Texas Children's Center for Vaccine Development, Departments of Pediatrics and Molecular Virology & Microbiology, National School of Tropical Medicine, Baylor College of Medicine, Houston, TX, USA; Department of Biology, Baylor University, Waco, TX, USA; Hagler Institute for Advanced Study at Texas A&M University, College Station, TX, USA; James A Baker III Institute for Public Policy, Rice University, Houston, TX, USA; Scowcroft Institute of International Affairs, Bush School of Government and Public Service, Texas A&M University, College Station, TX, USA. Electronic address: firstname.lastname@example.org.
The last five years has seen a sharp rise in anti-science rhetoric in the United States, especially from the political far right, mostly focused on vaccines and, of late, anti-COVID-19 prevention approaches. Vaccine coverage has declined in more than 100 US counties leading to measles outbreaks in 2019, while in 2020 the US became the epicenter of the COVID-19 pandemic. Now the anti-science movement in America has begun to globalize, with new and unexpected associations with extremist groups and the potential for tragic consequences in terms of global public health. A new anti-science triumvirate has emerged, comprised of far right groups in the US and Germany, and amplified by Russian media.
This review provides a synopsis of the main findings of individual papers in the special issue Terrestrial Biodiversity in a Rapidly Changing Arctic. The special issue was developed to inform the State of the Arctic Terrestrial Biodiversity Report developed by the Circumpolar Biodiversity Monitoring Program (CBMP) of the Conservation of Arctic Flora and Fauna (CAFF), Arctic Council working group. Salient points about the status and trends of Arctic biodiversity and biodiversity monitoring are organized by taxonomic groups: (1) vegetation, (2) invertebrates, (3) mammals, and (4) birds. This is followed by a discussion about commonalities across the collection of papers, for example, that heterogeneity was a predominant pattern of change particularly when assessing global trends for Arctic terrestrial biodiversity. Finally, the need for a comprehensive, integrated, ecosystem-based monitoring program, coupled with targeted research projects deciphering causal patterns, is discussed.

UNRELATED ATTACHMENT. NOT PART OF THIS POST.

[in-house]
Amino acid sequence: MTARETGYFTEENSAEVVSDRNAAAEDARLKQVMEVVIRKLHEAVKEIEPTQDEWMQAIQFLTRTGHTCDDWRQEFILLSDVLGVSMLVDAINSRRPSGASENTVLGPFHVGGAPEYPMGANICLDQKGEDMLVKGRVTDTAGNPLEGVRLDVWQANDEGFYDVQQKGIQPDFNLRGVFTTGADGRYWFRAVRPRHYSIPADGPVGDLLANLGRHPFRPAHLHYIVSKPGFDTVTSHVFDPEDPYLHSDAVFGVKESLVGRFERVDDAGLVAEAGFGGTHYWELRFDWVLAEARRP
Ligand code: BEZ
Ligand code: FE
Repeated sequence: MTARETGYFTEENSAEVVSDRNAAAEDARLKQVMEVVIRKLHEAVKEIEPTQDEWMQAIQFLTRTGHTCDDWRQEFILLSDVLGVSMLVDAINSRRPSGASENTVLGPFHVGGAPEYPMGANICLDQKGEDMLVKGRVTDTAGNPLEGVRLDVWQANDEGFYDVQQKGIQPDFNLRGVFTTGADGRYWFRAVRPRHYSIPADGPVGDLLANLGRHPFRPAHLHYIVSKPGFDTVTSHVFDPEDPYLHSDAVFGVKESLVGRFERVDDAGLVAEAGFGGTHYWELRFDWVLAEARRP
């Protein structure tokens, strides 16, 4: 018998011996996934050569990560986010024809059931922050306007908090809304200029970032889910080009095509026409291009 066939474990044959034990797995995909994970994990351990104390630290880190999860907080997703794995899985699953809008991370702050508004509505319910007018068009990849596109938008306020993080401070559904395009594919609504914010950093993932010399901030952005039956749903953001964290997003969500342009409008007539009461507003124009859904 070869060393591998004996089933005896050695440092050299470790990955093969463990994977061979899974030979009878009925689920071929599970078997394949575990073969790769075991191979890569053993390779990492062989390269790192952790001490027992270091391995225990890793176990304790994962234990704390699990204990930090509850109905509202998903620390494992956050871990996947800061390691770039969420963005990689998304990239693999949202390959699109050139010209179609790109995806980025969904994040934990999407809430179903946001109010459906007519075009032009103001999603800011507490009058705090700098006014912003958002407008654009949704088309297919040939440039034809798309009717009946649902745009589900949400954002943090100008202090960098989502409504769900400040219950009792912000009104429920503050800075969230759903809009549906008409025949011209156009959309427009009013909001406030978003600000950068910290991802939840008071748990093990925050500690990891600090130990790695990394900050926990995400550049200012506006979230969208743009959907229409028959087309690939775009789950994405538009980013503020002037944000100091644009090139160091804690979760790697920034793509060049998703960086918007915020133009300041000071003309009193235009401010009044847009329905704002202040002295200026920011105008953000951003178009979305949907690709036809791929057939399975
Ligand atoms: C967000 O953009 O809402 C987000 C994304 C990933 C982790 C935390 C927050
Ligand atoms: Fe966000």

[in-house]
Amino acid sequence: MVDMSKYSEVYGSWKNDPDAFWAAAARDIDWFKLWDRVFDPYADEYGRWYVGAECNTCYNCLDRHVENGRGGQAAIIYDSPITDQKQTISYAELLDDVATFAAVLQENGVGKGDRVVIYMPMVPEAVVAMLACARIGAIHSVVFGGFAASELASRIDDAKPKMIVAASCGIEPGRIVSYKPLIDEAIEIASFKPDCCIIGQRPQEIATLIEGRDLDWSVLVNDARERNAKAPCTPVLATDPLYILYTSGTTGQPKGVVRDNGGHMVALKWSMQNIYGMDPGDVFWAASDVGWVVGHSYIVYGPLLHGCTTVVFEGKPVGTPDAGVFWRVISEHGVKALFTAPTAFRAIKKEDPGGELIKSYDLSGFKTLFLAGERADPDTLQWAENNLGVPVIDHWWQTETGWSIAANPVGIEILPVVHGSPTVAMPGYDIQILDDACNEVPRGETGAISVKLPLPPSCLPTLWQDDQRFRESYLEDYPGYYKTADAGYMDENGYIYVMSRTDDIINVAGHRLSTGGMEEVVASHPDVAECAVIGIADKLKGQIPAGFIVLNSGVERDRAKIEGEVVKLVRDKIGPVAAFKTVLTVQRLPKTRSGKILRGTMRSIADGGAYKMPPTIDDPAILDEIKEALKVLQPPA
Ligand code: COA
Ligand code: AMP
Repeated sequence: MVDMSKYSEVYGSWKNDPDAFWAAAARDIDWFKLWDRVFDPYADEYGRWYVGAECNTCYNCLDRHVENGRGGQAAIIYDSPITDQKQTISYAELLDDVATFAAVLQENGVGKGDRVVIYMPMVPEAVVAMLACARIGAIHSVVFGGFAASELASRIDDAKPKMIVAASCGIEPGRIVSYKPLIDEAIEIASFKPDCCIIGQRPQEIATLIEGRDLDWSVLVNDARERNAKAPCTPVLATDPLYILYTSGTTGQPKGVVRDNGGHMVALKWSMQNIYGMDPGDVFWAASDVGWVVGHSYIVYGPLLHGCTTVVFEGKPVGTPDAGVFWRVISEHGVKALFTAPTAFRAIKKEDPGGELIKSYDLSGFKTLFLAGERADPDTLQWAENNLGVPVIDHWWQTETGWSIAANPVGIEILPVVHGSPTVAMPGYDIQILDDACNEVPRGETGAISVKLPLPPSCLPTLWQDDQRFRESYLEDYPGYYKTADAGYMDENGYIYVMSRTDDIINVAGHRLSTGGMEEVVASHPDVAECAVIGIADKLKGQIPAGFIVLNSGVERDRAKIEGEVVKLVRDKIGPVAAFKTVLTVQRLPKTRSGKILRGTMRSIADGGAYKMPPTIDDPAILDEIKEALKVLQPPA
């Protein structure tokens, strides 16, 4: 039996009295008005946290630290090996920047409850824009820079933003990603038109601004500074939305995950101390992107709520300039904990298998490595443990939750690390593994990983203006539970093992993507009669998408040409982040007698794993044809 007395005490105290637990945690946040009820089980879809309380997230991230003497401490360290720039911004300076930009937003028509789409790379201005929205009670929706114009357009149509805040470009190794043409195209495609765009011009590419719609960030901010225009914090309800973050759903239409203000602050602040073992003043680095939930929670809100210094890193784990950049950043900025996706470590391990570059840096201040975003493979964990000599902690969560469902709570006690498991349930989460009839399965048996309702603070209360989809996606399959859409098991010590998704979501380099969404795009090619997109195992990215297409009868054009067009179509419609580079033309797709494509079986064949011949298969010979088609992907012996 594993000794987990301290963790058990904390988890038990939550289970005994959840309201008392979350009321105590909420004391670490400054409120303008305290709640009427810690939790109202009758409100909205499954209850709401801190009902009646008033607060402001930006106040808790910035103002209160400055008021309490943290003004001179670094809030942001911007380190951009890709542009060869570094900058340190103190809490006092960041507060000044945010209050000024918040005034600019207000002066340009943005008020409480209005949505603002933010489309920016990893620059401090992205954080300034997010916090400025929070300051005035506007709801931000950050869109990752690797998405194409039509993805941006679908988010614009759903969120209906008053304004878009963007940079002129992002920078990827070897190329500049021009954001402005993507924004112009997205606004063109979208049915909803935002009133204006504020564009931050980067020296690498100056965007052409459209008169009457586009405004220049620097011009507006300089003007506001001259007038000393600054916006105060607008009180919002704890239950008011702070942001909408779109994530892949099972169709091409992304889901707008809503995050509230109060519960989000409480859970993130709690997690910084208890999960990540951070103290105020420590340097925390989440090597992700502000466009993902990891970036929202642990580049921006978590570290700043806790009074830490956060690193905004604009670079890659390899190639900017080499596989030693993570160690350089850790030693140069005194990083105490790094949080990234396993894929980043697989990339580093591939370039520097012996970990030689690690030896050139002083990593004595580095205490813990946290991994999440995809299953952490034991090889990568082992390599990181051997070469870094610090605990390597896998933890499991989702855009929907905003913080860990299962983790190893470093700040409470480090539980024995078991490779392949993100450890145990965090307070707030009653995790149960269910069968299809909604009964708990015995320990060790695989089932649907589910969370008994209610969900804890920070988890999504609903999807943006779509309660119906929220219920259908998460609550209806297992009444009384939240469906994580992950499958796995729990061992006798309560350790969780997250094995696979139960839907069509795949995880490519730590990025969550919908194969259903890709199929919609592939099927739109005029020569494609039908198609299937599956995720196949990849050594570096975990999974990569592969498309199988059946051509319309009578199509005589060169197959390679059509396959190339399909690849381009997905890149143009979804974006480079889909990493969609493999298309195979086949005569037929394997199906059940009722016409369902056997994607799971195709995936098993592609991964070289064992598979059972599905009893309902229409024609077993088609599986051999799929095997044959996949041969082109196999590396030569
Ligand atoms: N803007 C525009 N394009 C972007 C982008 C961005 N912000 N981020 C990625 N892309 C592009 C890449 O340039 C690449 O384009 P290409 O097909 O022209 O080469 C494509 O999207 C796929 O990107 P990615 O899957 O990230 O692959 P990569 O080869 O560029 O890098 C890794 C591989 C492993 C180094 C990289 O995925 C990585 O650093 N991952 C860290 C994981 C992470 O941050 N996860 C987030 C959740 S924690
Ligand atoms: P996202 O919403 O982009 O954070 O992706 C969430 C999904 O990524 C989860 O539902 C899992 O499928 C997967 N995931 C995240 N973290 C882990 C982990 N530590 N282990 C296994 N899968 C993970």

Arterial hypertension (AH) refers to the most common cardiovascular diseases. The expert community regularly creates recommendations on the definition, diagnostics and treatment of hypertension. The most significant documents are recommendations American Medical Societies and the European Society for Hygiene in association with the European cardiological society. The latter document, as a rule, is fundamental for the creation of Russian recommendations on AH. Similarities are discussed in the article and differences in perceptions of the classification of hypertension, target levels of blood pressure, approaches to non-drug and drug therapy of the disease.
MD, PhD, Specialist in Clinical Pathology/Transfusion Medicine. Consulting Physician, Department of Transfusion Medicine, Landspitalinn. Clinical Associate Professor, University of Iceland. Acting chair, Landspitali Medical Board.